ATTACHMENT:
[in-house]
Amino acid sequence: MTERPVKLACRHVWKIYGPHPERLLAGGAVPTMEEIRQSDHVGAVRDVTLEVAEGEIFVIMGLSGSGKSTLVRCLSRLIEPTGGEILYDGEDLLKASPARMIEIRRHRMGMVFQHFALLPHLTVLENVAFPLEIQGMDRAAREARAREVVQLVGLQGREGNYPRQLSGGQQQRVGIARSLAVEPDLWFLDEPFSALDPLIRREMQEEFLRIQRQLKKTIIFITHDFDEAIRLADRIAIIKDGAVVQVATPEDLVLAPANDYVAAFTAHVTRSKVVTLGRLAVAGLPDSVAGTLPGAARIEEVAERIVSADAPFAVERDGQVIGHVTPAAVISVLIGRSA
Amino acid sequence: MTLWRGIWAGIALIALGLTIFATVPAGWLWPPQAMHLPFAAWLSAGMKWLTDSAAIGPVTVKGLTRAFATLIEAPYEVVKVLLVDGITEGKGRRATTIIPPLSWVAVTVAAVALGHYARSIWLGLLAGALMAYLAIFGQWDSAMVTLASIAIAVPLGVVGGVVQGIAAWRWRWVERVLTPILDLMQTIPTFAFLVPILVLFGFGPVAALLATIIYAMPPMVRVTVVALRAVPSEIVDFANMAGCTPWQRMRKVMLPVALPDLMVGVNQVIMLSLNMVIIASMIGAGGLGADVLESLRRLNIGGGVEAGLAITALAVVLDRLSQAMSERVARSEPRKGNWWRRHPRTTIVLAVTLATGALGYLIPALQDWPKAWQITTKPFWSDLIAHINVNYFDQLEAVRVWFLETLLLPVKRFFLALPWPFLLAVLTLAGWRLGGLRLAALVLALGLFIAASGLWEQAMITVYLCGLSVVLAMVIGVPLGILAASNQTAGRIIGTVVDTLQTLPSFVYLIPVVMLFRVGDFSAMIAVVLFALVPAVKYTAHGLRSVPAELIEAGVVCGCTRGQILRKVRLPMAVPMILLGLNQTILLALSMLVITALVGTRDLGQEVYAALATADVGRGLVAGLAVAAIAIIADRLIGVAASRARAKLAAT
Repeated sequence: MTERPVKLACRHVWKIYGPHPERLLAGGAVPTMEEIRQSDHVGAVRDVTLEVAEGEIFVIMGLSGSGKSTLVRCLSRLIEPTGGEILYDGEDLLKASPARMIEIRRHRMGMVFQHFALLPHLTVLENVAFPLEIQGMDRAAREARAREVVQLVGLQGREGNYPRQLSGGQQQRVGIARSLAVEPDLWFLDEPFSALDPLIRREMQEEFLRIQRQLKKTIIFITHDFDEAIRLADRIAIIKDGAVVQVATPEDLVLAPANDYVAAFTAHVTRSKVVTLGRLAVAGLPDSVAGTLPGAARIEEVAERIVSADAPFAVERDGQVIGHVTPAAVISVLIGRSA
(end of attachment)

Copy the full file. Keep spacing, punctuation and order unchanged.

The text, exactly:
[in-house]
Amino acid sequence: MTERPVKLACRHVWKIYGPHPERLLAGGAVPTMEEIRQSDHVGAVRDVTLEVAEGEIFVIMGLSGSGKSTLVRCLSRLIEPTGGEILYDGEDLLKASPARMIEIRRHRMGMVFQHFALLPHLTVLENVAFPLEIQGMDRAAREARAREVVQLVGLQGREGNYPRQLSGGQQQRVGIARSLAVEPDLWFLDEPFSALDPLIRREMQEEFLRIQRQLKKTIIFITHDFDEAIRLADRIAIIKDGAVVQVATPEDLVLAPANDYVAAFTAHVTRSKVVTLGRLAVAGLPDSVAGTLPGAARIEEVAERIVSADAPFAVERDGQVIGHVTPAAVISVLIGRSA
Amino acid sequence: MTLWRGIWAGIALIALGLTIFATVPAGWLWPPQAMHLPFAAWLSAGMKWLTDSAAIGPVTVKGLTRAFATLIEAPYEVVKVLLVDGITEGKGRRATTIIPPLSWVAVTVAAVALGHYARSIWLGLLAGALMAYLAIFGQWDSAMVTLASIAIAVPLGVVGGVVQGIAAWRWRWVERVLTPILDLMQTIPTFAFLVPILVLFGFGPVAALLATIIYAMPPMVRVTVVALRAVPSEIVDFANMAGCTPWQRMRKVMLPVALPDLMVGVNQVIMLSLNMVIIASMIGAGGLGADVLESLRRLNIGGGVEAGLAITALAVVLDRLSQAMSERVARSEPRKGNWWRRHPRTTIVLAVTLATGALGYLIPALQDWPKAWQITTKPFWSDLIAHINVNYFDQLEAVRVWFLETLLLPVKRFFLALPWPFLLAVLTLAGWRLGGLRLAALVLALGLFIAASGLWEQAMITVYLCGLSVVLAMVIGVPLGILAASNQTAGRIIGTVVDTLQTLPSFVYLIPVVMLFRVGDFSAMIAVVLFALVPAVKYTAHGLRSVPAELIEAGVVCGCTRGQILRKVRLPMAVPMILLGLNQTILLALSMLVITALVGTRDLGQEVYAALATADVGRGLVAGLAVAAIAIIADRLIGVAASRARAKLAAT
Repeated sequence: MTERPVKLACRHVWKIYGPHPERLLAGGAVPTMEEIRQSDHVGAVRDVTLEVAEGEIFVIMGLSGSGKSTLVRCLSRLIEPTGGEILYDGEDLLKASPARMIEIRRHRMGMVFQHFALLPHLTVLENVAFPLEIQGMDRAAREARAREVVQLVGLQGREGNYPRQLSGGQQQRVGIARSLAVEPDLWFLDEPFSALDPLIRREMQEEFLRIQRQLKKTIIFITHDFDEAIRLADRIAIIKDGAVVQVATPEDLVLAPANDYVAAFTAHVTRSKVVTLGRLAVAGLPDSVAGTLPGAARIEEVAERIVSADAPFAVERDGQVIGHVTPAAVISVLIGRSA